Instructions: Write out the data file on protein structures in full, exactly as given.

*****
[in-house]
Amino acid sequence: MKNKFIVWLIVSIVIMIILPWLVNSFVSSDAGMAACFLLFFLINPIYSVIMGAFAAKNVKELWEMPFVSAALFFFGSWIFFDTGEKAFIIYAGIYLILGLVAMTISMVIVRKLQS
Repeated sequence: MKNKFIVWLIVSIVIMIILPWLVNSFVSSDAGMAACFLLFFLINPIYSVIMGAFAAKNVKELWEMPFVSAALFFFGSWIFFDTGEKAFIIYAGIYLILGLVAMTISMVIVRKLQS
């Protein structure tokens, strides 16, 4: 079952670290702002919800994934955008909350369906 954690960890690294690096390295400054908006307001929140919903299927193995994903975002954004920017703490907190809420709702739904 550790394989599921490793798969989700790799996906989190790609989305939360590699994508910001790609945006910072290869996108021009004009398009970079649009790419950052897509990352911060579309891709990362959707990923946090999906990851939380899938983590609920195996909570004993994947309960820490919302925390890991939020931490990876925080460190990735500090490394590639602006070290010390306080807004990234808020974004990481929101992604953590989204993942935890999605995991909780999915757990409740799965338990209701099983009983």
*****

[in-house]
Amino acid sequence: MKNKFIVWLIVSIVIMIILPWLVNSFVSSDAGMAACFLLFFLINPIYSVIMGAFAAKNVKELWEMPFVSAALFFFGSWIFFDTGEKAFIIYAGIYLILGLVAMTISMVIVRKLQS
Repeated sequence: MKNKFIVWLIVSIVIMIILPWLVNSFVSSDAGMAACFLLFFLINPIYSVIMGAFAAKNVKELWEMPFVSAALFFFGSWIFFDTGEKAFIIYAGIYLILGLVAMTISMVIVRKLQS
């Protein structure tokens, strides 16, 4: 079952670290702002919800994934955008909350369906 954690960890690294690096390295400054908006307001929140919903299927193995994903975002954004920017703490907190809420709702739904 550790394989599921490793798969989700790799996906989190790609989305939360590699994508910001790609945006910072290869996108021009004009398009970079649009790419950052897509990352911060579309891709990362959707990923946090999906990851939380899938983590609920195996909570004993994947309960820490919302925390890991939020931490990876925080460190990735500090490394590639602006070290010390306080807004990234808020974004990481929101992604953590989204993942935890999605995991909780999915757990409740799965338990209701099983009983």